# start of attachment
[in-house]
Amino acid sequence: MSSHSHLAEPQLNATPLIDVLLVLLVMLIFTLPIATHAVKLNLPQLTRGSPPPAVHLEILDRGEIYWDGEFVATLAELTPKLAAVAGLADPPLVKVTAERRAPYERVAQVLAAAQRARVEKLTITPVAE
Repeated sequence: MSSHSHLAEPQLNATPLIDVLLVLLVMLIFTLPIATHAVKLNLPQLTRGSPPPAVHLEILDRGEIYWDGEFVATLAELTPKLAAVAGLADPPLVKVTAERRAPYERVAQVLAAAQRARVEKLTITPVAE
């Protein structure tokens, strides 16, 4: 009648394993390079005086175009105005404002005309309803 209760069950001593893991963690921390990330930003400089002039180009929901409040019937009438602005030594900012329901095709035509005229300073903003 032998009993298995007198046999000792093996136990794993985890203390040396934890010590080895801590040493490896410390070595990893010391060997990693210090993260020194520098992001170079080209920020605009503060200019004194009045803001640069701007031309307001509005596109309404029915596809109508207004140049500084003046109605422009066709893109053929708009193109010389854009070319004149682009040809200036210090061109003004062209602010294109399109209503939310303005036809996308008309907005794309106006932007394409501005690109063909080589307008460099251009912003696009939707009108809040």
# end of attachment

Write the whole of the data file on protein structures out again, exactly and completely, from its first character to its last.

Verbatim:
[in-house]
Amino acid sequence: MSSHSHLAEPQLNATPLIDVLLVLLVMLIFTLPIATHAVKLNLPQLTRGSPPPAVHLEILDRGEIYWDGEFVATLAELTPKLAAVAGLADPPLVKVTAERRAPYERVAQVLAAAQRARVEKLTITPVAE
Repeated sequence: MSSHSHLAEPQLNATPLIDVLLVLLVMLIFTLPIATHAVKLNLPQLTRGSPPPAVHLEILDRGEIYWDGEFVATLAELTPKLAAVAGLADPPLVKVTAERRAPYERVAQVLAAAQRARVEKLTITPVAE
């Protein structure tokens, strides 16, 4: 009648394993390079005086175009105005404002005309309803 209760069950001593893991963690921390990330930003400089002039180009929901409040019937009438602005030594900012329901095709035509005229300073903003 032998009993298995007198046999000792093996136990794993985890203390040396934890010590080895801590040493490896410390070595990893010391060997990693210090993260020194520098992001170079080209920020605009503060200019004194009045803001640069701007031309307001509005596109309404029915596809109508207004140049500084003046109605422009066709893109053929708009193109010389854009070319004149682009040809200036210090061109003004062209602010294109399109209503939310303005036809996308008309907005794309106006932007394409501005690109063909080589307008460099251009912003696009939707009108809040």